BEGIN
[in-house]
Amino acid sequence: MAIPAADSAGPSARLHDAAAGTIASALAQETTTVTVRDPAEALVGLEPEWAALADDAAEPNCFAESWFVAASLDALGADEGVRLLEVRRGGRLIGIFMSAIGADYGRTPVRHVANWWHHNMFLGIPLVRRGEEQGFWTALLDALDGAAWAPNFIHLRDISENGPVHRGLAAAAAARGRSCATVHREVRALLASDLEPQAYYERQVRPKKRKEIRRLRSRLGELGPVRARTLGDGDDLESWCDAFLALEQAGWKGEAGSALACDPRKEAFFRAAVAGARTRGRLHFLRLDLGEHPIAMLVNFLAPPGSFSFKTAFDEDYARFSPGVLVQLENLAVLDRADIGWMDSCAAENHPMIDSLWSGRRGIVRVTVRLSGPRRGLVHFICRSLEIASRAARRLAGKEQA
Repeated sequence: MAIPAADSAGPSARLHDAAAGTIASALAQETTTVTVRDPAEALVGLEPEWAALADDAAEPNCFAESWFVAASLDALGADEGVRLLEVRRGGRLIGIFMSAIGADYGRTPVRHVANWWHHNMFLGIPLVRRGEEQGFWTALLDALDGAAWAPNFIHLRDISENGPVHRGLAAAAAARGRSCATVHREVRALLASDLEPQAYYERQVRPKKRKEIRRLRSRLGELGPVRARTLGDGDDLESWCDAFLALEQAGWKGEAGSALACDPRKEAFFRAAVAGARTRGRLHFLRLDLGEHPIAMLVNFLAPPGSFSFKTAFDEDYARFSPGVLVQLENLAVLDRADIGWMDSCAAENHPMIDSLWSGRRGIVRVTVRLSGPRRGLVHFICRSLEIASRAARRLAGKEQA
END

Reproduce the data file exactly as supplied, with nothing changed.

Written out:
[in-house]
Amino acid sequence: MAIPAADSAGPSARLHDAAAGTIASALAQETTTVTVRDPAEALVGLEPEWAALADDAAEPNCFAESWFVAASLDALGADEGVRLLEVRRGGRLIGIFMSAIGADYGRTPVRHVANWWHHNMFLGIPLVRRGEEQGFWTALLDALDGAAWAPNFIHLRDISENGPVHRGLAAAAAARGRSCATVHREVRALLASDLEPQAYYERQVRPKKRKEIRRLRSRLGELGPVRARTLGDGDDLESWCDAFLALEQAGWKGEAGSALACDPRKEAFFRAAVAGARTRGRLHFLRLDLGEHPIAMLVNFLAPPGSFSFKTAFDEDYARFSPGVLVQLENLAVLDRADIGWMDSCAAENHPMIDSLWSGRRGIVRVTVRLSGPRRGLVHFICRSLEIASRAARRLAGKEQA
Repeated sequence: MAIPAADSAGPSARLHDAAAGTIASALAQETTTVTVRDPAEALVGLEPEWAALADDAAEPNCFAESWFVAASLDALGADEGVRLLEVRRGGRLIGIFMSAIGADYGRTPVRHVANWWHHNMFLGIPLVRRGEEQGFWTALLDALDGAAWAPNFIHLRDISENGPVHRGLAAAAAARGRSCATVHREVRALLASDLEPQAYYERQVRPKKRKEIRRLRSRLGELGPVRARTLGDGDDLESWCDAFLALEQAGWKGEAGSALACDPRKEAFFRAAVAGARTRGRLHFLRLDLGEHPIAMLVNFLAPPGSFSFKTAFDEDYARFSPGVLVQLENLAVLDRADIGWMDSCAAENHPMIDSLWSGRRGIVRVTVRLSGPRRGLVHFICRSLEIASRAARRLAGKEQA